Manchester Marathon Report – Mark Gray

Mark’s account of his championship qualifying run in the Manchester Marathon makes a cracking read, so here it is in all it’s glory!

His original post can be found at

Time: 2 hours 41 mins 26 seconds

Position: 46th out of 7,849 finishers

Vet 40 position: 8th

Split times:

10km                    37 mins 54 second      60th place

10 miles              60 mins 38 seconds     65th place

Half marathon  79 mins 45 seconds     67th place

20 miles              2 hrs 2 mins 9 secs       61st place

Finish                  2 hrs 41 mins 26 secs   46th place



The morning of Sunday 19th April finally arrived – the conclusion to 18 weeks of hard training which started in December.

My preparation had gone very well.  I upped my weekly training mileage, generally completing between 60-70 miles per week compared to previous marathons where I averaged 50 miles per week.  The results have been striking.  I have improved significantly in these last 18 weeks, running on average about 10 seconds per mile faster in marathon pace and tempo sessions, and generally feeling stronger.  I didn’t do more speed work this time round, but the increased volume clearly improved my running economy.  I was therefore going into the race full of confidence.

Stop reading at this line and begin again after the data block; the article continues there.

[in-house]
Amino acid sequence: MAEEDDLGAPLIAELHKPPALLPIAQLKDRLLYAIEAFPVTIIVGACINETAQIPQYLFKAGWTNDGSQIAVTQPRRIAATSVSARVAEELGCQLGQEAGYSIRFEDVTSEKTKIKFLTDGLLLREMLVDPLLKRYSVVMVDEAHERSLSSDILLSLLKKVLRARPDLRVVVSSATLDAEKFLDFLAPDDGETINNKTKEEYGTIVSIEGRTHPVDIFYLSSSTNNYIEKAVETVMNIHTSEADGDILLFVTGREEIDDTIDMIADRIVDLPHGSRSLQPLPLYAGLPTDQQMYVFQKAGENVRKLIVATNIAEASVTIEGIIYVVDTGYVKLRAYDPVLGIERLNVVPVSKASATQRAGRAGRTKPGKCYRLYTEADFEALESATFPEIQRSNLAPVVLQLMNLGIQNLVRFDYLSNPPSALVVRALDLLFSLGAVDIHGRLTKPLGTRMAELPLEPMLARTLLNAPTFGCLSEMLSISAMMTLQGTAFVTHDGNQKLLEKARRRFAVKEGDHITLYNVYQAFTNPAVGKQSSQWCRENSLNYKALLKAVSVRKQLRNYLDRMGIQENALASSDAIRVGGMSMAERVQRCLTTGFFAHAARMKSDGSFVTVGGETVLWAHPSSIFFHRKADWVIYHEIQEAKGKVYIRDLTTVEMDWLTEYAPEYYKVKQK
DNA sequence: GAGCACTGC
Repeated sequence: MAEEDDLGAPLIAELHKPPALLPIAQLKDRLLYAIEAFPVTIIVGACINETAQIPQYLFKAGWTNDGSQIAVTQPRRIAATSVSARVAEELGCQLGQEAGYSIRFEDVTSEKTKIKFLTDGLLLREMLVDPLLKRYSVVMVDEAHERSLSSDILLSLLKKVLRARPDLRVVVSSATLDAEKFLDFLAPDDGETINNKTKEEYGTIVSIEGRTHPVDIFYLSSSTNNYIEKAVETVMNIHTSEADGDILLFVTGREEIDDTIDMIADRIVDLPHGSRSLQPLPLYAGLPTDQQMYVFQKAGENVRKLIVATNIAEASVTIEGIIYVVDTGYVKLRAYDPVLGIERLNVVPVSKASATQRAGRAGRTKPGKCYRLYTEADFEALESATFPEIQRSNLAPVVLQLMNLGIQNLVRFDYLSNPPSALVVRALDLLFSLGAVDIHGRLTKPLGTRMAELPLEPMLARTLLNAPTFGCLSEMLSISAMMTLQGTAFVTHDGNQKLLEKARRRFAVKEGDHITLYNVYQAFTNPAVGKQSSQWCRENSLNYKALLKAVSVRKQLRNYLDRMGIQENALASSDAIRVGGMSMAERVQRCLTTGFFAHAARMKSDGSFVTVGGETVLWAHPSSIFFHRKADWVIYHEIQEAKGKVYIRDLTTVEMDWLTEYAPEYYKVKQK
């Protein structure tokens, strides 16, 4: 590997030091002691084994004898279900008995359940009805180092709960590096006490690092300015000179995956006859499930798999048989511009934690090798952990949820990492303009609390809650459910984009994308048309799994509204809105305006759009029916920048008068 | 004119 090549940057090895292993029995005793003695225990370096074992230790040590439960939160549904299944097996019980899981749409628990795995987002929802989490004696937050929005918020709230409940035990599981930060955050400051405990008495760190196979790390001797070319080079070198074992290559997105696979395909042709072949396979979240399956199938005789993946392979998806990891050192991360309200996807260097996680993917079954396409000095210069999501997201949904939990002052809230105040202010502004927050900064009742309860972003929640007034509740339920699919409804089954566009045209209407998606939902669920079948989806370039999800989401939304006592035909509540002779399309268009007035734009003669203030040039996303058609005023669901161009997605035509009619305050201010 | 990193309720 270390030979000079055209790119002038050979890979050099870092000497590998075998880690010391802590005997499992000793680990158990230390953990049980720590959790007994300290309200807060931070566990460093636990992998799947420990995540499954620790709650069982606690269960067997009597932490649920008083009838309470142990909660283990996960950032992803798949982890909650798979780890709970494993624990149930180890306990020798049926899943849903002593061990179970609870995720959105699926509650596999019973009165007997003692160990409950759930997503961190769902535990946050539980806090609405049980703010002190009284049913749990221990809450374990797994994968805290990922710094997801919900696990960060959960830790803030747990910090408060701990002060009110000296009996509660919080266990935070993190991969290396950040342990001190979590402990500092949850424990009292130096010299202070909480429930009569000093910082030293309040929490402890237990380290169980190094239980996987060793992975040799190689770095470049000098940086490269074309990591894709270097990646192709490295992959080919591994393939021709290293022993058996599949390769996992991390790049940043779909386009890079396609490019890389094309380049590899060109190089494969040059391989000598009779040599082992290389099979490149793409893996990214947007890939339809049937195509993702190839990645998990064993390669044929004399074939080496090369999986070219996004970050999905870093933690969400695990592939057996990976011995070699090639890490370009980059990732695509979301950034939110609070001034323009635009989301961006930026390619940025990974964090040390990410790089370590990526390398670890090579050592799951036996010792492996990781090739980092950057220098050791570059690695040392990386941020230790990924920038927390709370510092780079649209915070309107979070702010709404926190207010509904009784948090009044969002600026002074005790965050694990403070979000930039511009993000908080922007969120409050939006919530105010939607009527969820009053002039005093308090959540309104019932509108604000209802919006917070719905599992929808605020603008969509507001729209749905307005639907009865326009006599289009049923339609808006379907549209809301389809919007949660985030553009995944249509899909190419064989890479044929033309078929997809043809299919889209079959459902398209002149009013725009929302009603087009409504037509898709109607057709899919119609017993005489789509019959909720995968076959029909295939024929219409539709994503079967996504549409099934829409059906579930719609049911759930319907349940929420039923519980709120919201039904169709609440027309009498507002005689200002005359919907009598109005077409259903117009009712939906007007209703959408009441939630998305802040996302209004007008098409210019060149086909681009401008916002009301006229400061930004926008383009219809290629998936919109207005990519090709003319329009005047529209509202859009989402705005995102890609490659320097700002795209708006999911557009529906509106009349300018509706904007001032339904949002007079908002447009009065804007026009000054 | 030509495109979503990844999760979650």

Even my tapering had been OK.  No major problems.  I did maintain quite a bit of speed work during the taper period, but reduced the total mileage to 40 miles in the first week of taper, increasing to 50 in the second week and then dropping right down to about 20 miles in the final week.  I had some niggling pain in my right foot, but had this checked over and it was just a bit of tightness from my ankle which shouldn’t be a problem.  More of a concern was a very stiff back which I had every morning for about 2 weeks before the race.  Two trips to the physio plus a lot of stretching and yoga was helping, but it wasn’t ideal.